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Recommending Castration for Paedophiles Apt, Say Social Activists

Published: 26th October 2015 01:01 PM  |   Last Updated: 26th October 2015 01:12 PM   |  A+A-

By ANI

MUMBAI/ BENGALURU: Welcoming the Madras High Court’s suggestion of considering castration as punishment for child rapists, two social activists on Monday said that the suggestion made to the Centre was apt as the existing Indian law is unable to protect the child from abuses.

“Child abuse cases in India are increasing. The Madras High Court in one such case has come up strongly and said that the Indian law is unable to prevent child abuses. The conviction rate in child abuse cases is barely 2.4 percent whereas the offences against children have increased by 400 percent,” social activist Abha Singh told ANI.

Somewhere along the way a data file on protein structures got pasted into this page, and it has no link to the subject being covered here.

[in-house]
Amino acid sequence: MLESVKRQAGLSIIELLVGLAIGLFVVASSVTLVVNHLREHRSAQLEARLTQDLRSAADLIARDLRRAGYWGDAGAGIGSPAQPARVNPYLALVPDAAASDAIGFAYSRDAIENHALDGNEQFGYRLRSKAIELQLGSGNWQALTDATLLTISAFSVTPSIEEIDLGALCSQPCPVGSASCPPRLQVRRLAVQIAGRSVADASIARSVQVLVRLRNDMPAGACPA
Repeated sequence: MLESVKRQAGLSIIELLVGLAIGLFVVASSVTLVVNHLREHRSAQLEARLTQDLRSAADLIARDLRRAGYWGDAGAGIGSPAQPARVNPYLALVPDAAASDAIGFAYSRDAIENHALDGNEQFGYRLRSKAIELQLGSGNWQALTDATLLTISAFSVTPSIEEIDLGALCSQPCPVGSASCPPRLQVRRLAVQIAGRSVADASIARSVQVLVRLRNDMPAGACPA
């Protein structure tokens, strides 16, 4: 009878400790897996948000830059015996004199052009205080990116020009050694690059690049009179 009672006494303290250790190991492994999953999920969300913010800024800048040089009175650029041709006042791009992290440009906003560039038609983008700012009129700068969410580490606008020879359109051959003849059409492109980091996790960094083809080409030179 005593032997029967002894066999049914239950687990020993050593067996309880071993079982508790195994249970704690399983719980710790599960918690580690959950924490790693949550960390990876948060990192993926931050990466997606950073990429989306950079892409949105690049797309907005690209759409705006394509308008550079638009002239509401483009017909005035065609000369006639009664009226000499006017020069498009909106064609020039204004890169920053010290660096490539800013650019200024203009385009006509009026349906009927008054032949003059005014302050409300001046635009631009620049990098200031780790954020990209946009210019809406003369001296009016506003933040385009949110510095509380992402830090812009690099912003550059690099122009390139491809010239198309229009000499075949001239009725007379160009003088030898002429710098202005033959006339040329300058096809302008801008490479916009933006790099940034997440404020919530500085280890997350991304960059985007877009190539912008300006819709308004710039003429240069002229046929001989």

Also read: Allow Castration of Child Rapists, Urges HC Judge

“When rapists are going scot-free and paedophiles are going scot-free, a Madras High Court judge has rightly suggested that there should be castration. Many other countries like U.K, USA, Polland and many other countries subscribe to castration and it has been seen that it has been successful in checking the paedophiles,” she added.

Another social activist and lawyer Pramila Nesargi echoing similar sentiments expressed her delight with the  Madras High Court judge’s suggestion.

"I always advocated that castration can be the only remedy because the existing law is not creating any fear in the minds of the people. People may call it barbaric but judge has openly said that barbaric punishment should be given for barbaric crimes,”  Nesargi told ANI.

In a strongly-worded order, the Madras High Court had earlier this month recommended castration as punishment to child sex abusers observing that “barbaric crimes should definitely attract barbaric models of punishment”.

Justice N. Kirubakaran, in a recent order against a British national, made the recommendation to the Centre saying that castration would achieve “magical results” in preventing child abuse.

The number of child abuse cases has increased from 38,172 in 2012 to 58,224 in 2013 and to 89,423 in 2014.



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